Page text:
Changing Lives II: Old First E-pistle 04.30.15

Changing Lives II: Old First E-pistle 04.30.15

At the Outreach Standing Leadership Group meeting, we were talking about how to get more people involved in Old First’s social service ministries. It’s a recurrent theme in discussions around our shelter, Saturday morning breakfast and cupboard, and our service camps.

In the last couple years we’ve added a significant advocacy effort to our social service ministries. Recognized the social conditions that continue to leave the least advantaged without adequate food, clothing or shelter, we have begun to work on changing the ways society and injustice leave our neighbors in the lurch and us scrambling to make up the deficits. Our involvement in POWER has been particularly focused on jobs and our schools. But these community organizing activities have added a significant new demand for volunteers’ time, talent and effort.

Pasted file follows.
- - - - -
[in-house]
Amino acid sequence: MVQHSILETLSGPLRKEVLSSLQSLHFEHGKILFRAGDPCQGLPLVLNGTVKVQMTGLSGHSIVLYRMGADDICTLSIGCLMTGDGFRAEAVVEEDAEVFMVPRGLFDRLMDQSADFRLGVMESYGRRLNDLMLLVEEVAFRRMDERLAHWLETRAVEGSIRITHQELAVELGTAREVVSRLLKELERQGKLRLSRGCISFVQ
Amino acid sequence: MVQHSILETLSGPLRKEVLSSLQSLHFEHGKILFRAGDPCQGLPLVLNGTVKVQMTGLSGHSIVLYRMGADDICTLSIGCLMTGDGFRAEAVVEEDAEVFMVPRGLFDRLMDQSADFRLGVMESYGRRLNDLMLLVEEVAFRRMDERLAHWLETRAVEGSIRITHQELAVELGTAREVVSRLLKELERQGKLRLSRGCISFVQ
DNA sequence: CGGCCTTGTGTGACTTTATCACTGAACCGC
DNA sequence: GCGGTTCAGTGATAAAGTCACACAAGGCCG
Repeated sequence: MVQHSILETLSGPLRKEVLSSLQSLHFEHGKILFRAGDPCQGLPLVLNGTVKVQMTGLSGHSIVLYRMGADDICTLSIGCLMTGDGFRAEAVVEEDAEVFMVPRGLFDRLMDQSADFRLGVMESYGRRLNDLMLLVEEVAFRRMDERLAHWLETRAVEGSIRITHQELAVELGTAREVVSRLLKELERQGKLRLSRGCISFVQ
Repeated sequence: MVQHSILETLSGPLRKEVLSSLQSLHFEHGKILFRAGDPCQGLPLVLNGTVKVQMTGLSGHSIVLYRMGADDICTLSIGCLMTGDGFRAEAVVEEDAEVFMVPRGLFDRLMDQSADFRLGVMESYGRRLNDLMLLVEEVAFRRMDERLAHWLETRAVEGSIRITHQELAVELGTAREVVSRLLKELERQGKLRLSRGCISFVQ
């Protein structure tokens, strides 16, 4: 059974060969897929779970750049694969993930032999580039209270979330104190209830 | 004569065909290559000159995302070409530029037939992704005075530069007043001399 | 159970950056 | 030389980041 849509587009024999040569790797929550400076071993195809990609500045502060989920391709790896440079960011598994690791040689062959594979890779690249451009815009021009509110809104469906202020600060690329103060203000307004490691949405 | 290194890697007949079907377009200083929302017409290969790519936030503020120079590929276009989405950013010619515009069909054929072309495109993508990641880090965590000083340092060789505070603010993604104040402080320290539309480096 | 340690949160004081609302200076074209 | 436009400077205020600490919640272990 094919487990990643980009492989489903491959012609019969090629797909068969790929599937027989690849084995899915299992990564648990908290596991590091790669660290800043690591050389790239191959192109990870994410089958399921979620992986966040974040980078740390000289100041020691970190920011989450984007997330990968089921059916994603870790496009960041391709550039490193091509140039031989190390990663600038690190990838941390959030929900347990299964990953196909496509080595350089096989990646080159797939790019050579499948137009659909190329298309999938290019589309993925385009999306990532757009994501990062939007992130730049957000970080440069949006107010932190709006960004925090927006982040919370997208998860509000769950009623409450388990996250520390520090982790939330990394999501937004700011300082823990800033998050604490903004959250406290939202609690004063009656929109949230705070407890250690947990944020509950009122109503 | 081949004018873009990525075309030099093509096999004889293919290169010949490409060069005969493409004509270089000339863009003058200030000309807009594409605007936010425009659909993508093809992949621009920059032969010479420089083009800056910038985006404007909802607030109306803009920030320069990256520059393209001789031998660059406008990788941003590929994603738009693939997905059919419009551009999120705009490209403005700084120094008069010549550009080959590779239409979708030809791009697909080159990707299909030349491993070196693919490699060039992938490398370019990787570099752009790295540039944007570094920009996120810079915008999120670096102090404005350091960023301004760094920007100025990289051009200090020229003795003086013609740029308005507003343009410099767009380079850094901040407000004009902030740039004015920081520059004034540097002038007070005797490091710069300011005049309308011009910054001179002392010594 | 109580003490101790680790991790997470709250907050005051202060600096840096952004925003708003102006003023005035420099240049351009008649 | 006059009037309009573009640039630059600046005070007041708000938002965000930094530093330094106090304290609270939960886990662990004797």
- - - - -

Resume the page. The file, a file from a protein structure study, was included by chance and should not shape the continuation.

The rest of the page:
Overall, Old First is actually startlingly effective when it comes to attracting volunteers. One can see this success reflected on how much we get done. This year alone, on top of the differences we are contributing to through POWER, our three social outreach programs will:

~ serve over 7,000 meals out of the church’s kitchen,
~ distribute over 9,000 shirts and pants (not to count socks and underwear and personal care items),
~ provide over 60 men with over 2,300 hours of safe and warm shelter during winter months.
~ send 250 volunteers — our service campers — to 15 other service organizations around the city. (One might ask additionally how service at Old First inspires people to volunteer other places as well.)

To accomplish all this, Old First will “recruit and deploy” over 800 ‘volunteers from beyond our immediate church community’ — from over 60 faith communities, service organizations, schools and civic organizations. As well, individuals just “show up” on their own too!